Most of the refugees from Syria do not look like us. They do not look Western. They look different.
And we live in a world today where different can be dangerous.
On Thursday, two bombs killed 43 people in Beirut. It got scant attention compared with the bombs and guns that killed 129 people in Paris the next day. One reason had nothing to do with numbers.
Beirut is part of the Middle East, and Paris is part of the West, and we care more about the killing of Westerners.
We don’t like to say this.
Remember the picture of that little boy whose dead body washed ashore in Turkey? It really tugged at your heart.
His name was Aylan Kurdi, and he was 3 years old. He drowned and washed onto the beach like a piece of debris.
His brother, Galip, age 5, also drowned, as did their mother, Rehan. They were Kurdish refugees from Syria.
Part of the reason our reaction to little Aylan was so strong is that he looked so Western. He was dressed in Western-style sports clothing — a red top, blue pants and sneakers with Velcro straps. You could just imagine how much he loved strapping on those shoes every morning.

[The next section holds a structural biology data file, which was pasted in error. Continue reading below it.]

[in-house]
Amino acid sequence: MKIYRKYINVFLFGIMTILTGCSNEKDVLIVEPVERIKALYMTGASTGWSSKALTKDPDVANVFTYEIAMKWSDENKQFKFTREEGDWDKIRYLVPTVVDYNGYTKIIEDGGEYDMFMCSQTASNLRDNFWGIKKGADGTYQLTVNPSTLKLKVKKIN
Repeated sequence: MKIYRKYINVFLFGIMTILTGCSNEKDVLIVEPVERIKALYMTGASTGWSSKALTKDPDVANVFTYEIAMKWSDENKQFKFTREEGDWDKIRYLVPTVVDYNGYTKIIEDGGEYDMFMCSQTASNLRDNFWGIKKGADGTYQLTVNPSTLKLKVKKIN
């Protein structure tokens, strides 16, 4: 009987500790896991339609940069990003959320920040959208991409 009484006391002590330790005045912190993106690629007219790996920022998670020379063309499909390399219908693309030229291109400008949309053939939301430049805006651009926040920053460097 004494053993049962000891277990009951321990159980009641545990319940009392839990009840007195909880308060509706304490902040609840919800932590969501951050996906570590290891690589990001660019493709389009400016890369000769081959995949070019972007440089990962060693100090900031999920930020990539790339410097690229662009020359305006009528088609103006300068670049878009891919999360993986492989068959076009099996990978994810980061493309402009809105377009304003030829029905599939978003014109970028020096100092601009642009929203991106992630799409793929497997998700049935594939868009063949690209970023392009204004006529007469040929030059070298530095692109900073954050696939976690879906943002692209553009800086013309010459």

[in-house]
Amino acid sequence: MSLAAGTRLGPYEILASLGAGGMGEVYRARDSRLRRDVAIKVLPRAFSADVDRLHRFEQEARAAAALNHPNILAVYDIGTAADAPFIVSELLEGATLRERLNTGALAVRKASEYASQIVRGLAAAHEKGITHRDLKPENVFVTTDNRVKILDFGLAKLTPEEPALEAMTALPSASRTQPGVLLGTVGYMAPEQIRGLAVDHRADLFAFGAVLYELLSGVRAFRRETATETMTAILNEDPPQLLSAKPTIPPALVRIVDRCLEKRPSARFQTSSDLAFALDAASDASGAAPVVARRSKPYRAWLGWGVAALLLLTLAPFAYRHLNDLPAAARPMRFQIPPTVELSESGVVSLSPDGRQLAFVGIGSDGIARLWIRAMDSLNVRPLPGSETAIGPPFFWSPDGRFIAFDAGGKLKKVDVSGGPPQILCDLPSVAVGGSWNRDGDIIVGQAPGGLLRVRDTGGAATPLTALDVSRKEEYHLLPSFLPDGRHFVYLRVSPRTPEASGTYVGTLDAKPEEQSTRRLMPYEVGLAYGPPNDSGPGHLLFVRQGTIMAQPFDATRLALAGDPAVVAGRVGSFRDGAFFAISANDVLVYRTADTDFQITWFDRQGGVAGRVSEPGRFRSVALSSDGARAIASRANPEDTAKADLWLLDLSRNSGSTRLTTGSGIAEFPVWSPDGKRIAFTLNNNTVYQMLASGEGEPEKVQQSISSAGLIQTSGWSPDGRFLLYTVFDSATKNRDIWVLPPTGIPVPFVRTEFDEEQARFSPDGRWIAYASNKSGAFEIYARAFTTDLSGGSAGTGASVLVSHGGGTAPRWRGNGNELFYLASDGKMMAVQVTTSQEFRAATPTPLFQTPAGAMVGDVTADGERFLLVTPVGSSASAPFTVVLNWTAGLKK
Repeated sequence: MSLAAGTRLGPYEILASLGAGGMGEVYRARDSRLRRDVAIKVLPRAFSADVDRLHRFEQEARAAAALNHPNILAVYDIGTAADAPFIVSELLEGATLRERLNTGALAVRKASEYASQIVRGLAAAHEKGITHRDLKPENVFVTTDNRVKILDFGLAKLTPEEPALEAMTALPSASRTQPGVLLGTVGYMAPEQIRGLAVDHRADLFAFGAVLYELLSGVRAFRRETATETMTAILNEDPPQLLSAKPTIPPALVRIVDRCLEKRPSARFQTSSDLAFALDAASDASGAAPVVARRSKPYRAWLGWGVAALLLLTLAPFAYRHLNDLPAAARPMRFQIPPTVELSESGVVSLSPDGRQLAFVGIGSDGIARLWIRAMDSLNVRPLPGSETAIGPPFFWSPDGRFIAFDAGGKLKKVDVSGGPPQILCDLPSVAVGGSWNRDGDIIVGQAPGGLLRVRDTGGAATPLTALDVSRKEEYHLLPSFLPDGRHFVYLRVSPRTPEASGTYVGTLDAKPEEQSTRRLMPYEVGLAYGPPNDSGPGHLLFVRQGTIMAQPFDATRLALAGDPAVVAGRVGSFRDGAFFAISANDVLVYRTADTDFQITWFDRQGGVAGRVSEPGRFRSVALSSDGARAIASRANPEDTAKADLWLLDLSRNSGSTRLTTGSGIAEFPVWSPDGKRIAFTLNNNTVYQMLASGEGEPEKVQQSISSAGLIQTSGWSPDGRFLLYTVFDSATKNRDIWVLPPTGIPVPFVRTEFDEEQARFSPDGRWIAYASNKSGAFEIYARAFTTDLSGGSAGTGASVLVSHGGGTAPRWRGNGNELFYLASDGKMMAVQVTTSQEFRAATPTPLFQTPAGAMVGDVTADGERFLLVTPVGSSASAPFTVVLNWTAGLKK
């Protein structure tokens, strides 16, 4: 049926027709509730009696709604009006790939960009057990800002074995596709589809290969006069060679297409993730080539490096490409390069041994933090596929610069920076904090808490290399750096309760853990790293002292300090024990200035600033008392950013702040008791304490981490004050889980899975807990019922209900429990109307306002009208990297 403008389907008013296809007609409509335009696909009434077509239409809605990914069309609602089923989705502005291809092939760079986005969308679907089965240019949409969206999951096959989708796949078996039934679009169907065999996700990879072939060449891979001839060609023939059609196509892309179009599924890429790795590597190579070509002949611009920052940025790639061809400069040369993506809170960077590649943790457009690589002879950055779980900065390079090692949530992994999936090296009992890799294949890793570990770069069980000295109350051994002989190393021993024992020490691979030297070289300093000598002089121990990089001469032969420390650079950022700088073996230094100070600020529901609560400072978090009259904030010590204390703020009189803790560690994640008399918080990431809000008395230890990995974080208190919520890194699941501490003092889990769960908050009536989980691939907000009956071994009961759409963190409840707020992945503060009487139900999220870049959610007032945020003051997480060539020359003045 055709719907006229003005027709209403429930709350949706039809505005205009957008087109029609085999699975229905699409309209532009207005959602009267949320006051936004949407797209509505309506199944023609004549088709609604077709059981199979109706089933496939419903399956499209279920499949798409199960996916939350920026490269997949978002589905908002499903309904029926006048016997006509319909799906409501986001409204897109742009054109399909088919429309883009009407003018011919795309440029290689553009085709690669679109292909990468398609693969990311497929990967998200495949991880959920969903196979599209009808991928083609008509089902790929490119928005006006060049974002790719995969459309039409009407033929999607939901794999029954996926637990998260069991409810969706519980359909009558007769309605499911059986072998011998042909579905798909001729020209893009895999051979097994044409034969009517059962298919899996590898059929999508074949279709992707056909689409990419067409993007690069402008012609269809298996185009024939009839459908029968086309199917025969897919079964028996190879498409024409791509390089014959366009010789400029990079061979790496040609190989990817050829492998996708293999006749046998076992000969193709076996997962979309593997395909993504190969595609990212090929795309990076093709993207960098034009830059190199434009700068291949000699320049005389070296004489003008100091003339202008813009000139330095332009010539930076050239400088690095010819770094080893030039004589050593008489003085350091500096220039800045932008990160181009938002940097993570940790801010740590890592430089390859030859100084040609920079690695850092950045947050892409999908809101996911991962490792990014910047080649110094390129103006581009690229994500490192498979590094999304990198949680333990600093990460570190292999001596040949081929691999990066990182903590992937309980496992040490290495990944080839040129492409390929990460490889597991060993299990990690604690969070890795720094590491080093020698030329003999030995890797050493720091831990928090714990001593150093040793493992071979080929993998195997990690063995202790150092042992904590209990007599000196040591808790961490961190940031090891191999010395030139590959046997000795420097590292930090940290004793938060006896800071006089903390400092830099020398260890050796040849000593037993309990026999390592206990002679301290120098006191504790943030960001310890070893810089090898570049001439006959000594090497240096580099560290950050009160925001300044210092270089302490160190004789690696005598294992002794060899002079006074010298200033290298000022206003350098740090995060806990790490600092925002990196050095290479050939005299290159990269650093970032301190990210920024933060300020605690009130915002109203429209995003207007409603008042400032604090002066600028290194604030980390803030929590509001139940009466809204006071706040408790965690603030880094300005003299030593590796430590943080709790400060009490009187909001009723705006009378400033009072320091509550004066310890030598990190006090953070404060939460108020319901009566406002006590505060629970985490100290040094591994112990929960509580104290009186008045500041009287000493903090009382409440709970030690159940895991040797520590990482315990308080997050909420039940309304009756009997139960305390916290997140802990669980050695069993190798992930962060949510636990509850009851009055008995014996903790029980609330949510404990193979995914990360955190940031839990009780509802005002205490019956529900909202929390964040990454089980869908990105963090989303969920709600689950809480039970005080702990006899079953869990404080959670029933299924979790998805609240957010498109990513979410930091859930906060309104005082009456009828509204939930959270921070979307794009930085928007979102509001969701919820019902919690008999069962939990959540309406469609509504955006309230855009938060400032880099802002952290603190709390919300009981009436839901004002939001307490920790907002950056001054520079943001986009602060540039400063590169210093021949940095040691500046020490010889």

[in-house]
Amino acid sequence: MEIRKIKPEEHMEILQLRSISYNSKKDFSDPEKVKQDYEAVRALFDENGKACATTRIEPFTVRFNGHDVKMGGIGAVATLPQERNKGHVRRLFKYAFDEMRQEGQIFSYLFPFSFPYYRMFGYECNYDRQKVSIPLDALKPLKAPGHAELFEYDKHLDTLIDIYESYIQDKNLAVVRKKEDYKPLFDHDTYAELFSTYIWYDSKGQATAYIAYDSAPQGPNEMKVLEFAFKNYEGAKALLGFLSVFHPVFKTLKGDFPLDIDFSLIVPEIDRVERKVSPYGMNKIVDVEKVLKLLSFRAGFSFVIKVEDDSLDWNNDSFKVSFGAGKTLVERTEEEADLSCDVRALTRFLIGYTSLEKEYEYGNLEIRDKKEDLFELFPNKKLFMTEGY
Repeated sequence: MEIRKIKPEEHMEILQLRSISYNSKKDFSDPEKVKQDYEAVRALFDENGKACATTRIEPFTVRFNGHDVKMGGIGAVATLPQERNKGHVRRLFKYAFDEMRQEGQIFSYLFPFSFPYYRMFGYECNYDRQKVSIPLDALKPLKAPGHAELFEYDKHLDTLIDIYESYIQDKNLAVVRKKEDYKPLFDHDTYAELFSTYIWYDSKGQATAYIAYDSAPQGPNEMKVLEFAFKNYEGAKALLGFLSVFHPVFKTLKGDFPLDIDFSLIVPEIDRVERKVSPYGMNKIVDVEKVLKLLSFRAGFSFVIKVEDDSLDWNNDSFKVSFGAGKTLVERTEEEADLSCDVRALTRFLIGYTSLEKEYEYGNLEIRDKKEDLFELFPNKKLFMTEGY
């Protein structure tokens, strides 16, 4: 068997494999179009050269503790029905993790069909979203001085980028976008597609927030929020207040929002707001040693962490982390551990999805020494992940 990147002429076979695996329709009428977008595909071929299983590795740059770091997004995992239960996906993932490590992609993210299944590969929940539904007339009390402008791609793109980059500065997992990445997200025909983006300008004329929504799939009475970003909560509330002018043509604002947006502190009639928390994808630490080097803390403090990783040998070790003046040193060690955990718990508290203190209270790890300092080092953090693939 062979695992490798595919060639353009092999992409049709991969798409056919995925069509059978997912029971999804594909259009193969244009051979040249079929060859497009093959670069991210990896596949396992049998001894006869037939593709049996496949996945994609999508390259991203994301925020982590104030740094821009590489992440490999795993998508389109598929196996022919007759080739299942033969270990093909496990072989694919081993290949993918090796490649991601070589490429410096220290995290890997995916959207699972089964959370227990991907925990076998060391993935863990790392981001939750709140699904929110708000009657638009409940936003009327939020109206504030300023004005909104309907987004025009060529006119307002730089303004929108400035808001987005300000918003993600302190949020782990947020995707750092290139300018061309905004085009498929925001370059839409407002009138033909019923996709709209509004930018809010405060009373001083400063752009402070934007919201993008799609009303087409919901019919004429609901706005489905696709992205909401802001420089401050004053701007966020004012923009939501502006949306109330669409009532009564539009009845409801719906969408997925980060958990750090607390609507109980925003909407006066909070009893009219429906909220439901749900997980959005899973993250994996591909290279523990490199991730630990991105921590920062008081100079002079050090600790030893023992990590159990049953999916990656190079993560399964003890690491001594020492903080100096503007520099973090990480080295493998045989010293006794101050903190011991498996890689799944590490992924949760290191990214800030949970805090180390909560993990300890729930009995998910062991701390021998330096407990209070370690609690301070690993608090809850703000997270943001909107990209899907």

The boys were trying to get to Canada but probably would have been delighted to make it to the United States — where at least 31 of our states would not be delighted with them.
More than half our country wants to ban Syrian refugees, though some states are willing to take Christian ones.
Why? Because Christians are more like us than Muslims, even though we are supposed to be a nation where all religions are treated equally.
(Muslim terrorists do kill Westerners. But we are supposed to be better than the terrorists. That’s how people are supposed to be able to tell us apart.)
Marco Rubio, who brags in every speech about how his father fled Cuba, once was considered a champion of immigrants, but not anymore.
“You can have 1,000 people come in, and 999 of them are just poor people fleeing oppression and violence,” Rubio said, “but one of them is an ISIS fighter. If that’s the case, you have a problem.”
“There’s no way to vet that out,” he continued. “There’s no background check system in the world that allows us to find that out, because who do you call in Syria to background check them?”
Ted Cruz was born in Canada of a Cuban father and — luckily for Cruz’s presidential hopes — a mother from Delaware. Cruz, too, gets all choked up when he talks about his father’s fleeing Fidel Castro’s tyranny.
But what about those fleeing tyranny today? Well, according to Cruz, it depends on their religion. No Muslim refugees should be allowed in America today, only Christian ones, because, says Cruz, “there is no meaningful risk of Christians committing acts of terror.”
All this reminds me of the bitter chant from the ’60s: “If you’re white, all right. If you’re black, get back.” Today it’s religion instead of race. But it’s the same old hatred.
Barack Obama’s reaction to this has been shame and disgust.